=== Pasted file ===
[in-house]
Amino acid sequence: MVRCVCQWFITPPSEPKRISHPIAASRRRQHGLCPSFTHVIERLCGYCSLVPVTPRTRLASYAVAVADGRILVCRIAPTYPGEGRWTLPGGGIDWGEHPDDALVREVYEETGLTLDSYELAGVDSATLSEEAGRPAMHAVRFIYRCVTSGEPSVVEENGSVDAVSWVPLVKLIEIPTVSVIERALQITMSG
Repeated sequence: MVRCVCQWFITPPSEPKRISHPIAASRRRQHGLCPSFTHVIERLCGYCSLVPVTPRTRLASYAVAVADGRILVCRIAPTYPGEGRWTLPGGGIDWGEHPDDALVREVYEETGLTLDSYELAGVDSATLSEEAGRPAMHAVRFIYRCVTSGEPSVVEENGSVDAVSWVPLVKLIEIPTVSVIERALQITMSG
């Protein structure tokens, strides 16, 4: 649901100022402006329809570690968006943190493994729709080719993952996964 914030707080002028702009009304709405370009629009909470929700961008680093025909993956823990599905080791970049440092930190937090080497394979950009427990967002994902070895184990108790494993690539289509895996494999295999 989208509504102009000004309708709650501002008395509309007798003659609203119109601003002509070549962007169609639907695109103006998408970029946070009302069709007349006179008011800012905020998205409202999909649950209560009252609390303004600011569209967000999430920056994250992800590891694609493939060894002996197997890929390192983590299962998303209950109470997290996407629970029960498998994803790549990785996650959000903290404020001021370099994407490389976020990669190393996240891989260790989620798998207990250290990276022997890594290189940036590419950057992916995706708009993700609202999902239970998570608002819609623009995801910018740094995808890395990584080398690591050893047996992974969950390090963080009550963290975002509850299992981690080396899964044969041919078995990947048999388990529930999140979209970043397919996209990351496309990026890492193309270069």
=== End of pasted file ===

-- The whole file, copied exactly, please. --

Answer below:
[in-house]
Amino acid sequence: MVRCVCQWFITPPSEPKRISHPIAASRRRQHGLCPSFTHVIERLCGYCSLVPVTPRTRLASYAVAVADGRILVCRIAPTYPGEGRWTLPGGGIDWGEHPDDALVREVYEETGLTLDSYELAGVDSATLSEEAGRPAMHAVRFIYRCVTSGEPSVVEENGSVDAVSWVPLVKLIEIPTVSVIERALQITMSG
Repeated sequence: MVRCVCQWFITPPSEPKRISHPIAASRRRQHGLCPSFTHVIERLCGYCSLVPVTPRTRLASYAVAVADGRILVCRIAPTYPGEGRWTLPGGGIDWGEHPDDALVREVYEETGLTLDSYELAGVDSATLSEEAGRPAMHAVRFIYRCVTSGEPSVVEENGSVDAVSWVPLVKLIEIPTVSVIERALQITMSG
């Protein structure tokens, strides 16, 4: 649901100022402006329809570690968006943190493994729709080719993952996964 914030707080002028702009009304709405370009629009909470929700961008680093025909993956823990599905080791970049440092930190937090080497394979950009427990967002994902070895184990108790494993690539289509895996494999295999 989208509504102009000004309708709650501002008395509309007798003659609203119109601003002509070549962007169609639907695109103006998408970029946070009302069709007349006179008011800012905020998205409202999909649950209560009252609390303004600011569209967000999430920056994250992800590891694609493939060894002996197997890929390192983590299962998303209950109470997290996407629970029960498998994803790549990785996650959000903290404020001021370099994407490389976020990669190393996240891989260790989620798998207990250290990276022997890594290189940036590419950057992916995706708009993700609202999902239970998570608002819609623009995801910018740094995808890395990584080398690591050893047996992974969950390090963080009550963290975002509850299992981690080396899964044969041919078995990947048999388990529930999140979209970043397919996209990351496309990026890492193309270069």